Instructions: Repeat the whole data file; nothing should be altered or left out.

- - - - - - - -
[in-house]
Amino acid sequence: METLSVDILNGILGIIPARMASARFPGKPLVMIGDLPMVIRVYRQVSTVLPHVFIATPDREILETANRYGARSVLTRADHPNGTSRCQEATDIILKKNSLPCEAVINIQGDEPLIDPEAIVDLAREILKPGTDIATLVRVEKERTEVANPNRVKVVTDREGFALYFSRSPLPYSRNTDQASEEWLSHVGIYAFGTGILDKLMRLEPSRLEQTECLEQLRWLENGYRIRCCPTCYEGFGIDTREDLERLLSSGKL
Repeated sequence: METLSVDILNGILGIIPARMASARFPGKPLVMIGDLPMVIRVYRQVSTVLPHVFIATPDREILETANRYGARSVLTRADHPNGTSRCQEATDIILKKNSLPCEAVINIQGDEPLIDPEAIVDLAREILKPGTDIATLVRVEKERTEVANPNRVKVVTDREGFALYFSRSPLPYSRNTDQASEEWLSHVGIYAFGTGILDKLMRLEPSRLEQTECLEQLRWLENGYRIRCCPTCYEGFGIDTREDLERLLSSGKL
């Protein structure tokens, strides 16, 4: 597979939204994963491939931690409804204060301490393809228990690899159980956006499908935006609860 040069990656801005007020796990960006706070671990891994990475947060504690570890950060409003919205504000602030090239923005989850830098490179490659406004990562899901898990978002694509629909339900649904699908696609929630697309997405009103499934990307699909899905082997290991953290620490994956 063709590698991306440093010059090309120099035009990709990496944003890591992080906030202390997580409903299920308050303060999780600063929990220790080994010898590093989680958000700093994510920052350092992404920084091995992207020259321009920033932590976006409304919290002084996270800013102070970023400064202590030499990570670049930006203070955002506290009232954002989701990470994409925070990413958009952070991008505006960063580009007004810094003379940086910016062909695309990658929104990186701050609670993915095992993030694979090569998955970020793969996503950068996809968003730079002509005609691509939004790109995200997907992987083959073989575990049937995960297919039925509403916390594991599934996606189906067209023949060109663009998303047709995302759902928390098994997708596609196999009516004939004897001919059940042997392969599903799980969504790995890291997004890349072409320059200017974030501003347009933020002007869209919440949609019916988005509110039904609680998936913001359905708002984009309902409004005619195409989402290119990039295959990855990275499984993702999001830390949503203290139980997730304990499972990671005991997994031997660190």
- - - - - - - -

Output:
[in-house]
Amino acid sequence: METLSVDILNGILGIIPARMASARFPGKPLVMIGDLPMVIRVYRQVSTVLPHVFIATPDREILETANRYGARSVLTRADHPNGTSRCQEATDIILKKNSLPCEAVINIQGDEPLIDPEAIVDLAREILKPGTDIATLVRVEKERTEVANPNRVKVVTDREGFALYFSRSPLPYSRNTDQASEEWLSHVGIYAFGTGILDKLMRLEPSRLEQTECLEQLRWLENGYRIRCCPTCYEGFGIDTREDLERLLSSGKL
Repeated sequence: METLSVDILNGILGIIPARMASARFPGKPLVMIGDLPMVIRVYRQVSTVLPHVFIATPDREILETANRYGARSVLTRADHPNGTSRCQEATDIILKKNSLPCEAVINIQGDEPLIDPEAIVDLAREILKPGTDIATLVRVEKERTEVANPNRVKVVTDREGFALYFSRSPLPYSRNTDQASEEWLSHVGIYAFGTGILDKLMRLEPSRLEQTECLEQLRWLENGYRIRCCPTCYEGFGIDTREDLERLLSSGKL
């Protein structure tokens, strides 16, 4: 597979939204994963491939931690409804204060301490393809228990690899159980956006499908935006609860 040069990656801005007020796990960006706070671990891994990475947060504690570890950060409003919205504000602030090239923005989850830098490179490659406004990562899901898990978002694509629909339900649904699908696609929630697309997405009103499934990307699909899905082997290991953290620490994956 063709590698991306440093010059090309120099035009990709990496944003890591992080906030202390997580409903299920308050303060999780600063929990220790080994010898590093989680958000700093994510920052350092992404920084091995992207020259321009920033932590976006409304919290002084996270800013102070970023400064202590030499990570670049930006203070955002506290009232954002989701990470994409925070990413958009952070991008505006960063580009007004810094003379940086910016062909695309990658929104990186701050609670993915095992993030694979090569998955970020793969996503950068996809968003730079002509005609691509939004790109995200997907992987083959073989575990049937995960297919039925509403916390594991599934996606189906067209023949060109663009998303047709995302759902928390098994997708596609196999009516004939004897001919059940042997392969599903799980969504790995890291997004890349072409320059200017974030501003347009933020002007869209919440949609019916988005509110039904609680998936913001359905708002984009309902409004005619195409989402290119990039295959990855990275499984993702999001830390949503203290139980997730304990499972990671005991997994031997660190």